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City of Eastlake v. Forest City Enterprises, Inc

    Brief Fact Summary. In this case Respondent sought to have a parcel of property rezoned from “light industrial” to permit the construction of a high-rise multi-family apartment building. The application for rezoning was in the process of approval when the voters of the City of Eastlake amended the city charter to require land use changes to be ratified by 55% of the voters to become effective.

    Synopsis of Rule of Law. As a basic instrument of democratic government, the referendum process does not, in itself, violate the Due Process Clause of the Fourteenth Amendment when applied to a rezoning ordinance.

    Facts. In this case Respondent sought to have a parcel of property rezoned from “light industrial” to permit the construction of a high-rise multi-family apartment building. The application for rezoning was in the process of approval when the voters of the City of Eastlake amended the city charter to require land use changes to be ratified by 55% of the voters to become effective. In May 1971, Respondent applied to the City Planning Commission for a zoning change to permit the construction of the apartment building. The Planning Commission recommended the proposed change to the City Council, which under the old procedures could either accept or reject the Planning Commission’s recommendation. In the meantime, by popular vote, the voters of Eastlake voted to amend the city charter to require 55% voter approval in a referendum before any changes can be made to land use. The City Council approved the Planning Commission’s recommendation for reclassification of Respondent’s property. Res
    pondent then applied to the Planning Commission for “parking and yard” approval for the proposed building. The Commission rejected the application on the basis that the rezoning had not been submitted to the voters for ratification. Respondent then filed a state court action seeking a declaratory judgment declaring the amended charter provision invalid as an unconstitutional delegation of legislative authority to the people. While the lawsuit was pending, the City Council’s action was submitted to a referendum, but the proposed change fell short of the required 55%. After the election the trial court and the Court of Appeals of Ohio sustained the amended charter provision. The Supreme Court of Ohio reversed by concluding that the enactment of zoning regulations is a legislative function. The Supreme Court of Ohio held that the popular referendum lacked standards to guide the decision of the people and was thus arbitrary and capricious. The City appealed.

    Issue. Does the city charter provision requiring proposed land use changes to be ratified by 55% of the voters violate the due process rights of a landowner who applies for a zoning change?

    Held. No. Reversed.
    The referendum is a power reserved by the people in the Ohio State Constitution, and as such is only required to be within the scope of legislative power to be valid.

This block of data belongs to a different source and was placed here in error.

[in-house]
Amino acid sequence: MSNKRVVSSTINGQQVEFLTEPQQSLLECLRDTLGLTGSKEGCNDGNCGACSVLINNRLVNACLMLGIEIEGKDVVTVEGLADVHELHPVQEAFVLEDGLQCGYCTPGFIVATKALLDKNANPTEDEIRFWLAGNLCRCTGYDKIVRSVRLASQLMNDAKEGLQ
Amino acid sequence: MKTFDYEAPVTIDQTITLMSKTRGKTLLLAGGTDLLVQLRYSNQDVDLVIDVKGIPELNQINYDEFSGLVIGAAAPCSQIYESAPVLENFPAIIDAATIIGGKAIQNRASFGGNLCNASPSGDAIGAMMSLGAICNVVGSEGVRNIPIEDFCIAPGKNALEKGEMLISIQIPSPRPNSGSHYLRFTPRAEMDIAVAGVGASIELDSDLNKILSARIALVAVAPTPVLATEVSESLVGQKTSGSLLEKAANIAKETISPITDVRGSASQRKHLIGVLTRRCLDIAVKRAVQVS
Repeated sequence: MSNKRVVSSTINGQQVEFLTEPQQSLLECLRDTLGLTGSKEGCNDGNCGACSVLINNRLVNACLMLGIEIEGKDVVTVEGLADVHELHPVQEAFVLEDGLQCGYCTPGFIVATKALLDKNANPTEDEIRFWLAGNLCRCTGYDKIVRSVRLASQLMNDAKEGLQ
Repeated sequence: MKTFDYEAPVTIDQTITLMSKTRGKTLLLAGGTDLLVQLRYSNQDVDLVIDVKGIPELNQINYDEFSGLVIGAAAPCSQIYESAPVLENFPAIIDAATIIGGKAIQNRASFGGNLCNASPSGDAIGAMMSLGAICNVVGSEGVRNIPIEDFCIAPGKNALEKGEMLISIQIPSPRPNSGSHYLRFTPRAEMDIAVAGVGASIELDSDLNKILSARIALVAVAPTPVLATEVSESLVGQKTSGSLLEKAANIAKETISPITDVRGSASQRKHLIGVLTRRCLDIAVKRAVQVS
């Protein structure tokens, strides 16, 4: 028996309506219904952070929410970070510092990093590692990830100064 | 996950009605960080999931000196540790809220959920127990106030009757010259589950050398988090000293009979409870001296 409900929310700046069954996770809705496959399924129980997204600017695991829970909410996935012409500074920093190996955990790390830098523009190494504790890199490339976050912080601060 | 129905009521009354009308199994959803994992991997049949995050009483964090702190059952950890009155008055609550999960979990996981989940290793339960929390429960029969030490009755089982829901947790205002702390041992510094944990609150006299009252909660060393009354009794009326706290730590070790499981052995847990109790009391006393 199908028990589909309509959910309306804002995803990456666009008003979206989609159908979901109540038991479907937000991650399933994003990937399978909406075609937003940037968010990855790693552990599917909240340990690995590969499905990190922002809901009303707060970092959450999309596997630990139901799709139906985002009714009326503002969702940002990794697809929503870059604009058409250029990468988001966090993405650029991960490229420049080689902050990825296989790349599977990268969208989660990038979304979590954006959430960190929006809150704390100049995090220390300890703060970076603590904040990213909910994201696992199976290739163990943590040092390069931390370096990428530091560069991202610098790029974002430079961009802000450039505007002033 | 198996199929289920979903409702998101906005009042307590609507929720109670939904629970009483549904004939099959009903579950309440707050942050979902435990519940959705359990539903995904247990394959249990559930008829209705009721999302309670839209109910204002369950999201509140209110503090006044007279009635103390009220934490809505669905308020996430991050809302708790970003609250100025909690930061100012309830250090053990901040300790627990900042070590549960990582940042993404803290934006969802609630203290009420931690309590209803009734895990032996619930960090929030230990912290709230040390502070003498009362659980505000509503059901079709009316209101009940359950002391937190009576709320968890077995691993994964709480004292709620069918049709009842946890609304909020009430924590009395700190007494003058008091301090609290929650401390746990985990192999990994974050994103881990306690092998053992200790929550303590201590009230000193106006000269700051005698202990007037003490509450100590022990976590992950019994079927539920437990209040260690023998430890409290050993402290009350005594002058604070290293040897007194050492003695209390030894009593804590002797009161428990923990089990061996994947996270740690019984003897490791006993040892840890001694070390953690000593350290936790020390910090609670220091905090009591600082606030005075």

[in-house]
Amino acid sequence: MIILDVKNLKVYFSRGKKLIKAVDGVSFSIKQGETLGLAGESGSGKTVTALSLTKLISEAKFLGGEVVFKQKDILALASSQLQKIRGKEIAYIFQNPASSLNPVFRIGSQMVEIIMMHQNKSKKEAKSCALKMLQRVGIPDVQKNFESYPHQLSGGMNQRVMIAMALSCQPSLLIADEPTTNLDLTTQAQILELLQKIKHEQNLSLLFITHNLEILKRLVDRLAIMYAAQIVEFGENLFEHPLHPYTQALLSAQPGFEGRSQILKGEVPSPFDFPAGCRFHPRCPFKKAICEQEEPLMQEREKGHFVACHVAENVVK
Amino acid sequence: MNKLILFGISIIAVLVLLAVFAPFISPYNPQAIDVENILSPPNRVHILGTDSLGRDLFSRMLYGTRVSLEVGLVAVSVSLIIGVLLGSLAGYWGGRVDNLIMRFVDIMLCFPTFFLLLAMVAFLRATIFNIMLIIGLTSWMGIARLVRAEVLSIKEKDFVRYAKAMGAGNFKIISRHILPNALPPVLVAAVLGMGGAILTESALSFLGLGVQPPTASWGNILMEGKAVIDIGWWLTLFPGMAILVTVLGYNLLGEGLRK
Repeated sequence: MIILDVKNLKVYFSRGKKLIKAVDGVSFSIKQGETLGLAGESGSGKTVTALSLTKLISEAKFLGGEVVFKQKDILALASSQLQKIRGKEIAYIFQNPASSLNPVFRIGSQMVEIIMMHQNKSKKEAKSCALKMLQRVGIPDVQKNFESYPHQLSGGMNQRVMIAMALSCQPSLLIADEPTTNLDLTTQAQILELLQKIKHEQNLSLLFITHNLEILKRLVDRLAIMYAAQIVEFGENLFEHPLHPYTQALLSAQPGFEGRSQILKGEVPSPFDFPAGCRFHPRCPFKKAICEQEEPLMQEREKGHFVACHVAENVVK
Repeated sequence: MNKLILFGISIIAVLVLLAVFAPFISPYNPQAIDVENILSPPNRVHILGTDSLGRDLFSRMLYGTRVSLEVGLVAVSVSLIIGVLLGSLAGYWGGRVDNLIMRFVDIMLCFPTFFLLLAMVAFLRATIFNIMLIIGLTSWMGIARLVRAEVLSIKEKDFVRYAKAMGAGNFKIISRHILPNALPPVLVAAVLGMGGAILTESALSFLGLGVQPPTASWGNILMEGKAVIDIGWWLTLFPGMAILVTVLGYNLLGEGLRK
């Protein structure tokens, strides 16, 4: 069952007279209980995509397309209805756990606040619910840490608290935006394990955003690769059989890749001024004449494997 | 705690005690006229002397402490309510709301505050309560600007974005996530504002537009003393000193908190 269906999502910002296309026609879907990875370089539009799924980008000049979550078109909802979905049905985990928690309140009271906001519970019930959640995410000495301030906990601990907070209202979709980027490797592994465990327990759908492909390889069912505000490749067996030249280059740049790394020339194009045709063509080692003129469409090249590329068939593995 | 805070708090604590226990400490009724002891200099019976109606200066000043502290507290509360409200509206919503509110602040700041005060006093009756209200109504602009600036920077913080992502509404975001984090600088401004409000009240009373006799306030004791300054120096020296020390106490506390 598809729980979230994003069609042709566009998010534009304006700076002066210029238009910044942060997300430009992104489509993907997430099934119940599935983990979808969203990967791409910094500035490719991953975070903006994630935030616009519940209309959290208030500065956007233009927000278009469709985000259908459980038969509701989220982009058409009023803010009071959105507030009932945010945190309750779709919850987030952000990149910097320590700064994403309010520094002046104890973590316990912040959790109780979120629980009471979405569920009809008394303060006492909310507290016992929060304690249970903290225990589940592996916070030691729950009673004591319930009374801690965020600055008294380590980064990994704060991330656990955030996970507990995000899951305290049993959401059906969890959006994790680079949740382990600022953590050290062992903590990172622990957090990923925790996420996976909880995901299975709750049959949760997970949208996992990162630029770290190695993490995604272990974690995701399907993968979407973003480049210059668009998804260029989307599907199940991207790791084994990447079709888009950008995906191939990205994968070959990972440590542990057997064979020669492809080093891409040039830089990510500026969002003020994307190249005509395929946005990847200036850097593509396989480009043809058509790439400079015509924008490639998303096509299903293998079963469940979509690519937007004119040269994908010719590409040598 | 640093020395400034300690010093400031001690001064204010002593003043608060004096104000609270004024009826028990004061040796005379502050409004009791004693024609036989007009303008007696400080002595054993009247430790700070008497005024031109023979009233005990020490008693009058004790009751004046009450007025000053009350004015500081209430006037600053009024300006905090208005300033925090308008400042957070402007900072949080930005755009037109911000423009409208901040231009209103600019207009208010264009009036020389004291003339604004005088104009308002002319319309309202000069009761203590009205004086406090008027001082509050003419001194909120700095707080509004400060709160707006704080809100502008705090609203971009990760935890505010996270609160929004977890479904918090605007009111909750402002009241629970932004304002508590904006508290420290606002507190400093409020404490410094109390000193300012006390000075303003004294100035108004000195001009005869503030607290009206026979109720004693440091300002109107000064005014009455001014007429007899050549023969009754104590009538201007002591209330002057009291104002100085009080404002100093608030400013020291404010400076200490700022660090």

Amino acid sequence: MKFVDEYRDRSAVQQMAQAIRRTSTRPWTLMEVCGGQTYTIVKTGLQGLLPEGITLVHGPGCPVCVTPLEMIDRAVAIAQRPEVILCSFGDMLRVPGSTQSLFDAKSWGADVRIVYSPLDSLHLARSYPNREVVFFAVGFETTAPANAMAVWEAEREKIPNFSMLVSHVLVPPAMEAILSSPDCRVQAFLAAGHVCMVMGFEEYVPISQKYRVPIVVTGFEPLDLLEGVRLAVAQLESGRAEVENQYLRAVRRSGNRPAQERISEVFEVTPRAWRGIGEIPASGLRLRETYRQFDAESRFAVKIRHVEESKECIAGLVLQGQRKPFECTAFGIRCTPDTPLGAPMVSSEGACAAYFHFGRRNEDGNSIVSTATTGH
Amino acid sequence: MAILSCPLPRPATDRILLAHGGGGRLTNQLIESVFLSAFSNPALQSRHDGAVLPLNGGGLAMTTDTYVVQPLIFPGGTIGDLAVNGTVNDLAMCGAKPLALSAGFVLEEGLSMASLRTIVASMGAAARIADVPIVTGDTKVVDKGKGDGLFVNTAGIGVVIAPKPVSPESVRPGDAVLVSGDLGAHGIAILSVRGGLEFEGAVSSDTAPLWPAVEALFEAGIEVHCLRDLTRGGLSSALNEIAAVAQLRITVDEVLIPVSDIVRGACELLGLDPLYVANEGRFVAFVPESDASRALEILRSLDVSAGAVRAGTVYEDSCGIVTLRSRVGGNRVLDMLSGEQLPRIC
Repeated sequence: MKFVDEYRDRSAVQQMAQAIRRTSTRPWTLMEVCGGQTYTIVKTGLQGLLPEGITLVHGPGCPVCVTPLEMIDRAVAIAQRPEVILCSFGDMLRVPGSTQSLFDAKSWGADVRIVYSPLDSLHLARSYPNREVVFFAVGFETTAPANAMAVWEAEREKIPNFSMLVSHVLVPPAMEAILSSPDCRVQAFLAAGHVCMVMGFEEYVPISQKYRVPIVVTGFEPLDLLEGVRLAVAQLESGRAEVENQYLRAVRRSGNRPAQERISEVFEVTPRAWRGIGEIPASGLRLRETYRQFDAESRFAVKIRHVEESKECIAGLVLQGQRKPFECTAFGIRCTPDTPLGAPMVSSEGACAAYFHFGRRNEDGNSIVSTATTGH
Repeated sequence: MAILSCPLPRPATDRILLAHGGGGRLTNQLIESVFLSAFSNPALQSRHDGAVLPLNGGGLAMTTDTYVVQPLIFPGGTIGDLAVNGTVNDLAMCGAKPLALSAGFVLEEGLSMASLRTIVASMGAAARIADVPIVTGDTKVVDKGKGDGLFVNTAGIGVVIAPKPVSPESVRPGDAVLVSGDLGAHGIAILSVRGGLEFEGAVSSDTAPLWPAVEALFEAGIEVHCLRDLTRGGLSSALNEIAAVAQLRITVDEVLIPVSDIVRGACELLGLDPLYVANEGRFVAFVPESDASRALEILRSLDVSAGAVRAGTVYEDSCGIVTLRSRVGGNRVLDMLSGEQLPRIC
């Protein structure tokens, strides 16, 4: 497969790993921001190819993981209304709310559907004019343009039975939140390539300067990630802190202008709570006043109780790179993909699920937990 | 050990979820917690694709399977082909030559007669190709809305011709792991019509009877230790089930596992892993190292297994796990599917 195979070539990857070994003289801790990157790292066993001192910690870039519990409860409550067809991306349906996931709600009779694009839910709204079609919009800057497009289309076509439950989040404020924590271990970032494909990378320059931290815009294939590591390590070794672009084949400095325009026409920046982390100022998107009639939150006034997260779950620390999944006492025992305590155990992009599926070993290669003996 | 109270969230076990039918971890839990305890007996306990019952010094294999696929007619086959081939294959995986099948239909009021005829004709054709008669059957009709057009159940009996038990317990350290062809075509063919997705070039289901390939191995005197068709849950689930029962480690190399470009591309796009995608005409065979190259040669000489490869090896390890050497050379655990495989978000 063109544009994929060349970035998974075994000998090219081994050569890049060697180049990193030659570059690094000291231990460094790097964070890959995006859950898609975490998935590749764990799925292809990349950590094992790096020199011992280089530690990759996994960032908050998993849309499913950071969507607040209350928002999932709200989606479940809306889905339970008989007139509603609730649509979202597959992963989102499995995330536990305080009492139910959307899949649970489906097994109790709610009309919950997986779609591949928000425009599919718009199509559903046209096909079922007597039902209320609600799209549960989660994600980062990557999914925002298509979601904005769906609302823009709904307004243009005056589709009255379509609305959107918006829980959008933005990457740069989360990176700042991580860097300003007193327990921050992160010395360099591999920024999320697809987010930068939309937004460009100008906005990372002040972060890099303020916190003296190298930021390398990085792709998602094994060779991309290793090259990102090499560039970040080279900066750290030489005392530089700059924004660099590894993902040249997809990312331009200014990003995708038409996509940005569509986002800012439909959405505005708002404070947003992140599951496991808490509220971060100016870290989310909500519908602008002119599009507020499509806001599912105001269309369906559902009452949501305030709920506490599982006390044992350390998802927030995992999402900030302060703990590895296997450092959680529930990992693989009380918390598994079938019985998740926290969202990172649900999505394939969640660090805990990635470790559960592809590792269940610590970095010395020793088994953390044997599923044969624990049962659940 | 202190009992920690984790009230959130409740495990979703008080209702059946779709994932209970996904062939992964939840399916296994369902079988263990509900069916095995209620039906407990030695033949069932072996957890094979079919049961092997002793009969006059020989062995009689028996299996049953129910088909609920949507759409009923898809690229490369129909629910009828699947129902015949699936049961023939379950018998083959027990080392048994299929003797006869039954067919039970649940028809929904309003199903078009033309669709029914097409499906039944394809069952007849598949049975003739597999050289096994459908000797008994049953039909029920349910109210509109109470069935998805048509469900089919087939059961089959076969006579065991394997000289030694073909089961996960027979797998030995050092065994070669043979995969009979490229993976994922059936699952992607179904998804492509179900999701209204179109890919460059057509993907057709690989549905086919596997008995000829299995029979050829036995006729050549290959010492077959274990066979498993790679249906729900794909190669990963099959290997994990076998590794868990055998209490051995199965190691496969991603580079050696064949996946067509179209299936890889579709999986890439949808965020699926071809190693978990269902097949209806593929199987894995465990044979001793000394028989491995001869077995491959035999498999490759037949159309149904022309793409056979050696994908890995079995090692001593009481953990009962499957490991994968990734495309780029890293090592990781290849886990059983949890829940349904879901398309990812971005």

Because the referendum is a power reserved in the people and not delegated, the power is not subject to the requirements of standards, which attend a delegation of power from a legislative body to a regulatory body.
    The Court notes the precedent of Euclid v. Ambler, which held that a property owner can challenge a restriction if the measure is clearly arbitrary and unreasonable, having no substantial relation to the public health, safety, morals, or general welfare. If the result of the referendum is arbitrary and capricious, bearing no relation to the police power, then the fact that the voters of Eastlake wish it so would not save the restriction.
    The Court notes that the present case is not like the Euclid v. Ambler case, in that the present restriction is not challenged as being arbitrary and capricious and bearing no relation to the police power.
    As a basic instrument of democratic government, the referendum process does not, in itself, violate the Due Process Clause of the Fourteenth Amendment when applied to a rezoning ordinance.

    Dissent. There are two dissents:
    The referendum here as applied to one person (or “spot” referendum) is fundamentally unfair as it affords no due process or opportunity to be heard for the person whose property is affected.
    The problem in these cases may be a three-sided dispute involving a conflict between the rights of the property owner and the rights of his neighbors, or a conflict with the public interest in preserving the city’s basic zoning plan. The referendum is okay in the latter conflict, but not fair as applied to a “private” conflict.

    Discussion. Note the effect of the “reservation” of the referendum power in the people by the Ohio State Constitution. The entire case turned on that reservation as opposed to delegation. Plus, the Court seemed to be interested in upholding the democratic proc


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